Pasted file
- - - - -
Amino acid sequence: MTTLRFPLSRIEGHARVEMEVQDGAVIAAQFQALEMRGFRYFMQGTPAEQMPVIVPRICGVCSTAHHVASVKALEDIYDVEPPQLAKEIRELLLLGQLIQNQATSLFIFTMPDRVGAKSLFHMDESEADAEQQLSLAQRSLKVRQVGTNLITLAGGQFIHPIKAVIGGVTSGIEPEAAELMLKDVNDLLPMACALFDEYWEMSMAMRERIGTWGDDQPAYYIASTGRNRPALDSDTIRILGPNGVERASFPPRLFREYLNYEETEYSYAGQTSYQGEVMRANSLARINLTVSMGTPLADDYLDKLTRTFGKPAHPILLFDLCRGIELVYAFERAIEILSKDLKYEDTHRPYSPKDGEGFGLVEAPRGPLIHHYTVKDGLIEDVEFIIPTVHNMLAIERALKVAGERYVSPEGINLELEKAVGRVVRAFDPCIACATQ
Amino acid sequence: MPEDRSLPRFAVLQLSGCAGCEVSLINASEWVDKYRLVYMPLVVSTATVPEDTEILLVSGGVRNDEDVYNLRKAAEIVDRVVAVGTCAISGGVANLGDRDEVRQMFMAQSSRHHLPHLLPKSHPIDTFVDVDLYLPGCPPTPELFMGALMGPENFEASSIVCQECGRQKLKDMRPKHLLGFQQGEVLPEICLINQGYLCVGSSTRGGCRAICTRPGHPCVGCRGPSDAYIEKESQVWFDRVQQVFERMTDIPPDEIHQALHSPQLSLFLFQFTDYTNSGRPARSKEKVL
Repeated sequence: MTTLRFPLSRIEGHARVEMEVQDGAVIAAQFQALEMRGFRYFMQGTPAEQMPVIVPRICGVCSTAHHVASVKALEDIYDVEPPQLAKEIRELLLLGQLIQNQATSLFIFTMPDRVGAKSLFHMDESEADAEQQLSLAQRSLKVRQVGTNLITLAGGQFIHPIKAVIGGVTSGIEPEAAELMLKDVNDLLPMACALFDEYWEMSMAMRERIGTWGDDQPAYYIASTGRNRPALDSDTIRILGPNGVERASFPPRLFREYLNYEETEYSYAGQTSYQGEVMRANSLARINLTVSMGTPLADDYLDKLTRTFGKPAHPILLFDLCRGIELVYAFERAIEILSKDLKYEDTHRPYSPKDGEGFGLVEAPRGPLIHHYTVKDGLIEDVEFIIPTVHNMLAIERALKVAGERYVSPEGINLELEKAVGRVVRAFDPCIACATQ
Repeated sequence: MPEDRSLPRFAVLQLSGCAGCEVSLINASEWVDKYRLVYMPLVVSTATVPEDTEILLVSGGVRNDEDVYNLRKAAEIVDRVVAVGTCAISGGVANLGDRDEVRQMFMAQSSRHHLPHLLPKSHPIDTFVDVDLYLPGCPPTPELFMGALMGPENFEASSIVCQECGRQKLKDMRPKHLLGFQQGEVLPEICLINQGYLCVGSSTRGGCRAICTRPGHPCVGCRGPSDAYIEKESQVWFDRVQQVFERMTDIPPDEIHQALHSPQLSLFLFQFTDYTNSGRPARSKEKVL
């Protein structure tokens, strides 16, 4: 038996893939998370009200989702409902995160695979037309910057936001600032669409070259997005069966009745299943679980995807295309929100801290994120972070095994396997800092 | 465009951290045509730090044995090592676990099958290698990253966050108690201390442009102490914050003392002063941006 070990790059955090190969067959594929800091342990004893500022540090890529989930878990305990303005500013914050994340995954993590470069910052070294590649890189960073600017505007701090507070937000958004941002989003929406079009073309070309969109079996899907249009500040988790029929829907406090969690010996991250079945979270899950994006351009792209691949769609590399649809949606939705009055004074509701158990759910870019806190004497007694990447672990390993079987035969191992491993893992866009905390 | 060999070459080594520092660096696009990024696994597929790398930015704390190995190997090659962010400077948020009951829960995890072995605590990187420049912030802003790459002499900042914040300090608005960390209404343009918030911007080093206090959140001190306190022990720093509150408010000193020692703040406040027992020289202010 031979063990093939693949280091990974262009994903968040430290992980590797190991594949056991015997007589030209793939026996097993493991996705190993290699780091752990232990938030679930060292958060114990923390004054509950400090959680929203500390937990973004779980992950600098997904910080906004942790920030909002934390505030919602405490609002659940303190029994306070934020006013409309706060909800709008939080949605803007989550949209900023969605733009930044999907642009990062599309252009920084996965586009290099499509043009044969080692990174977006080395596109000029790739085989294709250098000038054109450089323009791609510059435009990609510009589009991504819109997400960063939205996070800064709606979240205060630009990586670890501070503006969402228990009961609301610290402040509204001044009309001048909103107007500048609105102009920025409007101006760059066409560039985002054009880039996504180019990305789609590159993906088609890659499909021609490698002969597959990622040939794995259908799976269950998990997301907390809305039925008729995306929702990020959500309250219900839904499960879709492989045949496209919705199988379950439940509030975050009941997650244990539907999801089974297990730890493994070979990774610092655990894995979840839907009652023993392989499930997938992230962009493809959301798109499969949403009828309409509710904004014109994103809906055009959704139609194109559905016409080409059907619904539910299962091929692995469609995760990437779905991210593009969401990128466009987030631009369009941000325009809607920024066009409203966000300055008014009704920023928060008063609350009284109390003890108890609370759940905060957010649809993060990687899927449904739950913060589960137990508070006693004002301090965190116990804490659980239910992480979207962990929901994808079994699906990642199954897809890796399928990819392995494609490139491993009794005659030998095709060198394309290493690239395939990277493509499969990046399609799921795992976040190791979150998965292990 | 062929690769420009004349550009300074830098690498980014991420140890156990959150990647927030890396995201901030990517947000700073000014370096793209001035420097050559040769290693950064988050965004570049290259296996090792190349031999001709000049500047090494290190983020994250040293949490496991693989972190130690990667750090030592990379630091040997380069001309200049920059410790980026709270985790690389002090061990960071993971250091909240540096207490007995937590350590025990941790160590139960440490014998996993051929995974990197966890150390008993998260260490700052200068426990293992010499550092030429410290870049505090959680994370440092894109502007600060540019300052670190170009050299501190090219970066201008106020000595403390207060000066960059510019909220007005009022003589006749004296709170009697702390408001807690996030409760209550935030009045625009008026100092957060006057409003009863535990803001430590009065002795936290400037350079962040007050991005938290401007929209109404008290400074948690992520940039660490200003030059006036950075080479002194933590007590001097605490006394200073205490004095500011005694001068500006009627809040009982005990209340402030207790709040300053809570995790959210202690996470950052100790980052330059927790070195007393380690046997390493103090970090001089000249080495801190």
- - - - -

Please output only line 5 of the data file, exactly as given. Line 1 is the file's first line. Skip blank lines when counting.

């Protein structure tokens, strides 16, 4: 038996893939998370009200989702409902995160695979037309910057936001600032669409070259997005069966009745299943679980995807295309929100801290994120972070095994396997800092 | 465009951290045509730090044995090592676990099958290698990253966050108690201390442009102490914050003392002063941006 070990790059955090190969067959594929800091342990004893500022540090890529989930878990305990303005500013914050994340995954993590470069910052070294590649890189960073600017505007701090507070937000958004941002989003929406079009073309070309969109079996899907249009500040988790029929829907406090969690010996991250079945979270899950994006351009792209691949769609590399649809949606939705009055004074509701158990759910870019806190004497007694990447672990390993079987035969191992491993893992866009905390 | 060999070459080594520092660096696009990024696994597929790398930015704390190995190997090659962010400077948020009951829960995890072995605590990187420049912030802003790459002499900042914040300090608005960390209404343009918030911007080093206090959140001190306190022990720093509150408010000193020692703040406040027992020289202010 031979063990093939693949280091990974262009994903968040430290992980590797190991594949056991015997007589030209793939026996097993493991996705190993290699780091752990232990938030679930060292958060114990923390004054509950400090959680929203500390937990973004779980992950600098997904910080906004942790920030909002934390505030919602405490609002659940303190029994306070934020006013409309706060909800709008939080949605803007989550949209900023969605733009930044999907642009990062599309252009920084996965586009290099499509043009044969080692990174977006080395596109000029790739085989294709250098000038054109450089323009791609510059435009990609510009589009991504819109997400960063939205996070800064709606979240205060630009990586670890501070503006969402228990009961609301610290402040509204001044009309001048909103107007500048609105102009920025409007101006760059066409560039985002054009880039996504180019990305789609590159993906088609890659499909021609490698002969597959990622040939794995259908799976269950998990997301907390809305039925008729995306929702990020959500309250219900839904499960879709492989045949496209919705199988379950439940509030975050009941997650244990539907999801089974297990730890493994070979990774610092655990894995979840839907009652023993392989499930997938992230962009493809959301798109499969949403009828309409509710904004014109994103809906055009959704139609194109559905016409080409059907619904539910299962091929692995469609995760990437779905991210593009969401990128466009987030631009369009941000325009809607920024066009409203966000300055008014009704920023928060008063609350009284109390003890108890609370759940905060957010649809993060990687899927449904739950913060589960137990508070006693004002301090965190116990804490659980239910992480979207962990929901994808079994699906990642199954897809890796399928990819392995494609490139491993009794005659030998095709060198394309290493690239395939990277493509499969990046399609799921795992976040190791979150998965292990 | 062929690769420009004349550009300074830098690498980014991420140890156990959150990647927030890396995201901030990517947000700073000014370096793209001035420097050559040769290693950064988050965004570049290259296996090792190349031999001709000049500047090494290190983020994250040293949490496991693989972190130690990667750090030592990379630091040997380069001309200049920059410790980026709270985790690389002090061990960071993971250091909240540096207490007995937590350590025990941790160590139960440490014998996993051929995974990197966890150390008993998260260490700052200068426990293992010499550092030429410290870049505090959680994370440092894109502007600060540019300052670190170009050299501190090219970066201008106020000595403390207060000066960059510019909220007005009022003589006749004296709170009697702390408001807690996030409760209550935030009045625009008026100092957060006057409003009863535990803001430590009065002795936290400037350079962040007050991005938290401007929209109404008290400074948690992520940039660490200003030059006036950075080479002194933590007590001097605490006394200073205490004095500011005694001068500006009627809040009982005990209340402030207790709040300053809570995790959210202690996470950052100790980052330059927790070195007393380690046997390493103090970090001089000249080495801190």